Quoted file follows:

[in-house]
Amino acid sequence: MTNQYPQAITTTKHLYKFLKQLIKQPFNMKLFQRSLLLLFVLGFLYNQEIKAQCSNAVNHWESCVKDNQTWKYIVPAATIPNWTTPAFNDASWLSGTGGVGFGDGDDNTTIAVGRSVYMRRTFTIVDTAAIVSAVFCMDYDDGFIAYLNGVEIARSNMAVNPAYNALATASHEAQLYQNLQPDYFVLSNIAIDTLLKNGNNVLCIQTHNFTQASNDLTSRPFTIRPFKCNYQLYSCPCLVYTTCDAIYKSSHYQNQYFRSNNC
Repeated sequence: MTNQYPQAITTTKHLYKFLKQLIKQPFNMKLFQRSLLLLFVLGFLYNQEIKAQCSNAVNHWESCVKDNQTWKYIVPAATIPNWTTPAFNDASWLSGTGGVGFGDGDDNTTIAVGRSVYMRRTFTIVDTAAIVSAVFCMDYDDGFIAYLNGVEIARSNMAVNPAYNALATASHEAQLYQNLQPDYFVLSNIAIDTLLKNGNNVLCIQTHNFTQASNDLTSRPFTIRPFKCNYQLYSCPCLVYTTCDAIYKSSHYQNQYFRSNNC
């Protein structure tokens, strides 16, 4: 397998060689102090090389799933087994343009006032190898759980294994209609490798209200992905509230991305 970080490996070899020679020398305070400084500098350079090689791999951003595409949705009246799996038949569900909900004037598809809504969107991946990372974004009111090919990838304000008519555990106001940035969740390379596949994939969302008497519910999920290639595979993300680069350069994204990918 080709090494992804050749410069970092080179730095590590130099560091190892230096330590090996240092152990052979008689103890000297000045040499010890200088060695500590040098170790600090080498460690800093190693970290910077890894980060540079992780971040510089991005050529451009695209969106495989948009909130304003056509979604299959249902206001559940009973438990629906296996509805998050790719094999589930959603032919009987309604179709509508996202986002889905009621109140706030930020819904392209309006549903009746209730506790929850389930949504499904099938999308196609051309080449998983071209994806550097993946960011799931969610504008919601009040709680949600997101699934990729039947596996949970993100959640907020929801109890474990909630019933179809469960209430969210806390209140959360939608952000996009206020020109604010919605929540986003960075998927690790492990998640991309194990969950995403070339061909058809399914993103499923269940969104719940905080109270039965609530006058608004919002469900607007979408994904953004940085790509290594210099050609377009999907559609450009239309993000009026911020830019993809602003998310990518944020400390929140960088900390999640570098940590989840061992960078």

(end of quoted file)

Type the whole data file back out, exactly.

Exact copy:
[in-house]
Amino acid sequence: MTNQYPQAITTTKHLYKFLKQLIKQPFNMKLFQRSLLLLFVLGFLYNQEIKAQCSNAVNHWESCVKDNQTWKYIVPAATIPNWTTPAFNDASWLSGTGGVGFGDGDDNTTIAVGRSVYMRRTFTIVDTAAIVSAVFCMDYDDGFIAYLNGVEIARSNMAVNPAYNALATASHEAQLYQNLQPDYFVLSNIAIDTLLKNGNNVLCIQTHNFTQASNDLTSRPFTIRPFKCNYQLYSCPCLVYTTCDAIYKSSHYQNQYFRSNNC
Repeated sequence: MTNQYPQAITTTKHLYKFLKQLIKQPFNMKLFQRSLLLLFVLGFLYNQEIKAQCSNAVNHWESCVKDNQTWKYIVPAATIPNWTTPAFNDASWLSGTGGVGFGDGDDNTTIAVGRSVYMRRTFTIVDTAAIVSAVFCMDYDDGFIAYLNGVEIARSNMAVNPAYNALATASHEAQLYQNLQPDYFVLSNIAIDTLLKNGNNVLCIQTHNFTQASNDLTSRPFTIRPFKCNYQLYSCPCLVYTTCDAIYKSSHYQNQYFRSNNC
């Protein structure tokens, strides 16, 4: 397998060689102090090389799933087994343009006032190898759980294994209609490798209200992905509230991305 970080490996070899020679020398305070400084500098350079090689791999951003595409949705009246799996038949569900909900004037598809809504969107991946990372974004009111090919990838304000008519555990106001940035969740390379596949994939969302008497519910999920290639595979993300680069350069994204990918 080709090494992804050749410069970092080179730095590590130099560091190892230096330590090996240092152990052979008689103890000297000045040499010890200088060695500590040098170790600090080498460690800093190693970290910077890894980060540079992780971040510089991005050529451009695209969106495989948009909130304003056509979604299959249902206001559940009973438990629906296996509805998050790719094999589930959603032919009987309604179709509508996202986002889905009621109140706030930020819904392209309006549903009746209730506790929850389930949504499904099938999308196609051309080449998983071209994806550097993946960011799931969610504008919601009040709680949600997101699934990729039947596996949970993100959640907020929801109890474990909630019933179809469960209430969210806390209140959360939608952000996009206020020109604010919605929540986003960075998927690790492990998640991309194990969950995403070339061909058809399914993103499923269940969104719940905080109270039965609530006058608004919002469900607007979408994904953004940085790509290594210099050609377009999907559609450009239309993000009026911020830019993809602003998310990518944020400390929140960088900390999640570098940590989840061992960078």